Gaia: Inside Mayfair’s Latest Grecian Palace

By Ellie Smith

2 months ago

Aegean-inspired fare at Dubai-style prices

With every street lined with glitzy restaurants, it’s easy for new openings to get lost amid the madness of Mayfair. You’re competing with juggernauts like Bacchanalia and Sexy Fish, plus a flurry of city stalwarts: The Ritz, Scott’s, Claridge’s. But there’s certainly a big appetite for high-end dining, so if you get it right you’re in the money (quite literally). The latest to turn heads? Gaia: an enormous Greek-inspired restaurant which landed on Dover Street last December. 

Review: GAIA, Mayfair

The fourth in a growing group of eateries which includes outposts in Dubai, Monte Carlo and Doha, Gaia is the brainchild of restaurateur Evgeny Kuzin and British-Nigerian chef Izu Ani. It was only a matter of time before it arrived in London, and with its super-slick interiors and uber-luxe feel, it fits right in amid the city’s most affluent postcode. 

Spread across three floors, Gaia certainly has the wow factor, with the aesthetic designed to channel the sunny Greek isles – albeit with an extra dose of glam. It’s all sparkling chandeliers, marble, whitewashed walls and azure blue furnishings, with neo-classical features throughout: high ceilings, domed arches and Hellenistic statues. It’s definitely not your typical Greek taverna, but staff (of which there is an abundance) do their best to make it feel warm and welcoming. 

So Gaia is certainly beautiful, but here’s that age-old question again: is it all style over substance? Thankfully, no. The sharing-style menu offers decadent takes on Grecian classics: moussaka, spanakopita, fava beans, Greek salad. There’s a big focus on seafood – which is evident from the moment you arrive, thanks to a large display of the day’s catch, piled high with lobsters, oysters, seabass and turbot.

But first: bread. Shortly after sitting down, one of the many waiters will saunter over to offer your choice of bread from a big basket – choose between focaccia, olive bread and more. Dips-wise, the tzatziki is a must: perfectly fresh and creamy, and served with more bread, pillowy pita this time. 

Sea bream carpaccio

Then, it’s time to get stuck into the starters. Gaia’s signature dish is the sea bream carpaccio – served on the bone, and sliced to mimic fish scales (hence its Instagram fame), with three little olive oils on the side: one infused with lemon, another with yuzu, and a third with truffle. It felt a little intimidating at first, but luckily our waiter demonstrated the correct way to enjoy it. The ritual involves dipping your fork in the lemon and the salt, picking up a slice of fish and drizzling it with one of the three little olive oils (lemon first, then truffle at the end as it’s the most potent flavour). It was delicious, as you should hope for a dish that costs £44.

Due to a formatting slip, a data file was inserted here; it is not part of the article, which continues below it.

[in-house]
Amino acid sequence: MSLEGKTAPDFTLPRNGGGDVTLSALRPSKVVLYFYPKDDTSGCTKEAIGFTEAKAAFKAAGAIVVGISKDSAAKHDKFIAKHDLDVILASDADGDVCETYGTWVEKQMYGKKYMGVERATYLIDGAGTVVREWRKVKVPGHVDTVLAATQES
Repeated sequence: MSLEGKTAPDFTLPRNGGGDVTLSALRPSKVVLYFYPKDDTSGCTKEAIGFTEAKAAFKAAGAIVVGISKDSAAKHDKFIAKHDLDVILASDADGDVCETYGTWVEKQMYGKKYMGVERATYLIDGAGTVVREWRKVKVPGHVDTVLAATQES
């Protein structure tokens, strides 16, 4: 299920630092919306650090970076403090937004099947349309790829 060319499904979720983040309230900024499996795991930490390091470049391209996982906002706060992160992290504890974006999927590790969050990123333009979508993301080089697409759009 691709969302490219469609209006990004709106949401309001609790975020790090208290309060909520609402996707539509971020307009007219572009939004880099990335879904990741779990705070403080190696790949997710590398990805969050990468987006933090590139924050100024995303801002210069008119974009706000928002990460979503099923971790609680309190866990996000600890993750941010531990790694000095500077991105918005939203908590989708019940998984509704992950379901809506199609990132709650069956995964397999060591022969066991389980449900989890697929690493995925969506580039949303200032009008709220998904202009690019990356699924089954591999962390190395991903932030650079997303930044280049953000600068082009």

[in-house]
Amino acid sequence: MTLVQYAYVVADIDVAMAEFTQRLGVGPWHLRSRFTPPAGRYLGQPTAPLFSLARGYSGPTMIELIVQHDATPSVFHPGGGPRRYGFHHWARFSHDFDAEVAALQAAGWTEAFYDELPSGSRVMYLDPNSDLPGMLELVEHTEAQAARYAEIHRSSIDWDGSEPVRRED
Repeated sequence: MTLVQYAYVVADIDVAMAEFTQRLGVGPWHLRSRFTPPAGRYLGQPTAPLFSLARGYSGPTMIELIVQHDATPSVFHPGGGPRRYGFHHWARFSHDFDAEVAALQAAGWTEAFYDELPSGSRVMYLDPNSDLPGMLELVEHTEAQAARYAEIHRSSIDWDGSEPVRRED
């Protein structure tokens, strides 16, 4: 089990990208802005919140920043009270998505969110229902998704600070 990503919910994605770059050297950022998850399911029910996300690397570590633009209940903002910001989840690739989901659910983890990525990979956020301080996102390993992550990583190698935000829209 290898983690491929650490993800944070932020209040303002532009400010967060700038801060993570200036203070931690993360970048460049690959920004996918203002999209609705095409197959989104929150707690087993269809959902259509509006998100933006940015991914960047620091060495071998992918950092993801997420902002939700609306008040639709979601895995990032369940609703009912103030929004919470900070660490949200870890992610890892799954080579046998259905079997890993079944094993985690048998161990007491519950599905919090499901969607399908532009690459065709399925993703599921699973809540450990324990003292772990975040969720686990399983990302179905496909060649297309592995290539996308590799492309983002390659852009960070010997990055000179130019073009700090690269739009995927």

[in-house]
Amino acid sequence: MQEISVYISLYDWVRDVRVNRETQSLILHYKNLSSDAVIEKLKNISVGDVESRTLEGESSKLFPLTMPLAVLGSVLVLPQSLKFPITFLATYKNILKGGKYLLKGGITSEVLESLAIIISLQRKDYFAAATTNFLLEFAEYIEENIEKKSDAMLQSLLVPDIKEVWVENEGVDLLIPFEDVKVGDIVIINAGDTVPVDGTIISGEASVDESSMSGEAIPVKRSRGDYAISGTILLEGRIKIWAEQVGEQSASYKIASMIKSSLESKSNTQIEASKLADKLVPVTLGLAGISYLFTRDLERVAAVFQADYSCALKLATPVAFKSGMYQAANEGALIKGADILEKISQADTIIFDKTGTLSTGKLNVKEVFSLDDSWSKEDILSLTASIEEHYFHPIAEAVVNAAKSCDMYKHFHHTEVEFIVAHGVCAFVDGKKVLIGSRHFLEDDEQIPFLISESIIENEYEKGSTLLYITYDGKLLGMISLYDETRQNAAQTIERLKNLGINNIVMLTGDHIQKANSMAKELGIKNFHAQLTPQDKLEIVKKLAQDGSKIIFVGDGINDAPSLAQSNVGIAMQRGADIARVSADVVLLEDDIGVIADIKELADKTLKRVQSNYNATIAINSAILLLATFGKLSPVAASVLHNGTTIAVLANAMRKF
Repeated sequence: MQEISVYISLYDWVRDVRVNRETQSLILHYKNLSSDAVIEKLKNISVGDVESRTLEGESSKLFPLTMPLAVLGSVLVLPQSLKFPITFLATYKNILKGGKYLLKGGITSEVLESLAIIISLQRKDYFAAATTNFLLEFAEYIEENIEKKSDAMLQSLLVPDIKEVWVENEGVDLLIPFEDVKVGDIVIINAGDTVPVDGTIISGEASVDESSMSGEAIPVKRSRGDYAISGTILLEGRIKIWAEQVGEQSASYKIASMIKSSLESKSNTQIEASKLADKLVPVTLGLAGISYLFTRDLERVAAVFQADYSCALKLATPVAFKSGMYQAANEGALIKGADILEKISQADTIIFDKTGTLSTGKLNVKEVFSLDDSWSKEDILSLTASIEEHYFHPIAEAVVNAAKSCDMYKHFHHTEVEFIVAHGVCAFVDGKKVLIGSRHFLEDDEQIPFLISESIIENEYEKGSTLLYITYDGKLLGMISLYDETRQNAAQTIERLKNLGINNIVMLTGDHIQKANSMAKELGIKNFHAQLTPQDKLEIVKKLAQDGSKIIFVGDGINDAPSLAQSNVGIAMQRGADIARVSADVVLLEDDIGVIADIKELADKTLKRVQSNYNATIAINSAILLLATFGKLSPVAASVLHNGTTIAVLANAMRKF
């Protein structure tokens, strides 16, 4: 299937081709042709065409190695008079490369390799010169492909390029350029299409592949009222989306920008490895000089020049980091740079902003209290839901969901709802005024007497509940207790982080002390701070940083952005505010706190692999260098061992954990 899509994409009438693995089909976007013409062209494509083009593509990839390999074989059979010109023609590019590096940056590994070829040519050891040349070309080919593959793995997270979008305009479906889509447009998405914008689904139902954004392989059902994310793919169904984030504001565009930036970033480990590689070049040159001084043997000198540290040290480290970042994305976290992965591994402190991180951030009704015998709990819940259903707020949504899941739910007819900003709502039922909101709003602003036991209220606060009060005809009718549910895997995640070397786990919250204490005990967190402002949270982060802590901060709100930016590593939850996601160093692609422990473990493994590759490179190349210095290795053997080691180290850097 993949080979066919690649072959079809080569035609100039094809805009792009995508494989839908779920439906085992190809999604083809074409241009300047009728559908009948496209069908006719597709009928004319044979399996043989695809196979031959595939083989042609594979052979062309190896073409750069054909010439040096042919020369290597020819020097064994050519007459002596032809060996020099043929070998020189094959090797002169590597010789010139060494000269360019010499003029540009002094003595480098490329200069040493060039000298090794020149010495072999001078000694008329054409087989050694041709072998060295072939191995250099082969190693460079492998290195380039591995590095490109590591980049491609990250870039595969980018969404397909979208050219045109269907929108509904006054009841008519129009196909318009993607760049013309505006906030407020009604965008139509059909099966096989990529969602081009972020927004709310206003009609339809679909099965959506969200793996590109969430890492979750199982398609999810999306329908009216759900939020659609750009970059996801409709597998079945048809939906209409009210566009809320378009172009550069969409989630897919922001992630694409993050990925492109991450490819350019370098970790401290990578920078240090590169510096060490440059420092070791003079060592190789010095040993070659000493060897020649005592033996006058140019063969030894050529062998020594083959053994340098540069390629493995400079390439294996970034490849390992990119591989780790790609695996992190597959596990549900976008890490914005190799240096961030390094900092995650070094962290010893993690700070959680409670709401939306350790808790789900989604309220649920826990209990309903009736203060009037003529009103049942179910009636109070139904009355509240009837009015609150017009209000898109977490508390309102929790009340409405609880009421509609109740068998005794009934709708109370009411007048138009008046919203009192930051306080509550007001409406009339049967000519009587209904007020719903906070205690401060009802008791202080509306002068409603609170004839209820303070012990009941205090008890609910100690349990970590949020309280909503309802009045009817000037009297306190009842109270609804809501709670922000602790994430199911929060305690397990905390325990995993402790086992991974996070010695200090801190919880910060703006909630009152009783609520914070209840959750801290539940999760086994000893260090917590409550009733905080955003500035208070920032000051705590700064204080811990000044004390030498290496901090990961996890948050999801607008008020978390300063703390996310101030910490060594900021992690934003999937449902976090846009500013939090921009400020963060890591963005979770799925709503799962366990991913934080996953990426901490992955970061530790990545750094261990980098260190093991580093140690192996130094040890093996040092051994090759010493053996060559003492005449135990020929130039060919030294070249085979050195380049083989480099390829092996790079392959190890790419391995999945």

While this was undeniably the star of the starter show, we also enjoyed the meaty grilled octopus, served with a fava bean puree, and the spicy wood oven prawns, which are cooked in a tasty blend of rosemary, harissa and lemon juice.

Lobster pasta

For the mains, you can choose from a selection of fish and your waiter will recommend the best cooking technique. We went for the seabass, opting to have it grilled after deciding we couldn’t wait an hour for the salt bake – although we did spot another table who had and it did look pretty impressive. Nonetheless, the dish was delicious: simply grilled with lemon oil, and sliced in front of us (they’re big on theatrical, tableside activity at Gaia).

Other mains worth trying include the juicy, succulent lamb cutlets, served with more of the tzatziki (yay!), and the opulent, £68-a-pop lobster linguine, cooked in a cherry tomato sauce, another social media hero.

Greek frozen yoghurt

After all this, my dining companion and I were fit to burst, but we were encouraged to find a bit of room for dessert – and were very glad we did. Our meal concluded with the Tarta me Fistikia, a giant peanut butter tart with a salted caramel ganache, and the famed frozen yoghurt tower, served with a side of loukoumades (doughnuts). 

Drinks-wise, choose from an array of Greek-inspired cocktails – the Santorini Spritz, for instance, is a blend of lychee, vodka, rose water and prosecco – alongside an extensive wine list, which focuses on European varieties, including many prestigious vineyards.


It would be easy to be cynical about this OTT, eye-wateringly expensive Mayfair newbie – but it’s hard not to fall for Gaia’s charms. Tables have been in high demand ever since it opened its doors, and no doubt the buzz will continue throughout 2024.


50 Dover St, London W1S 4NY,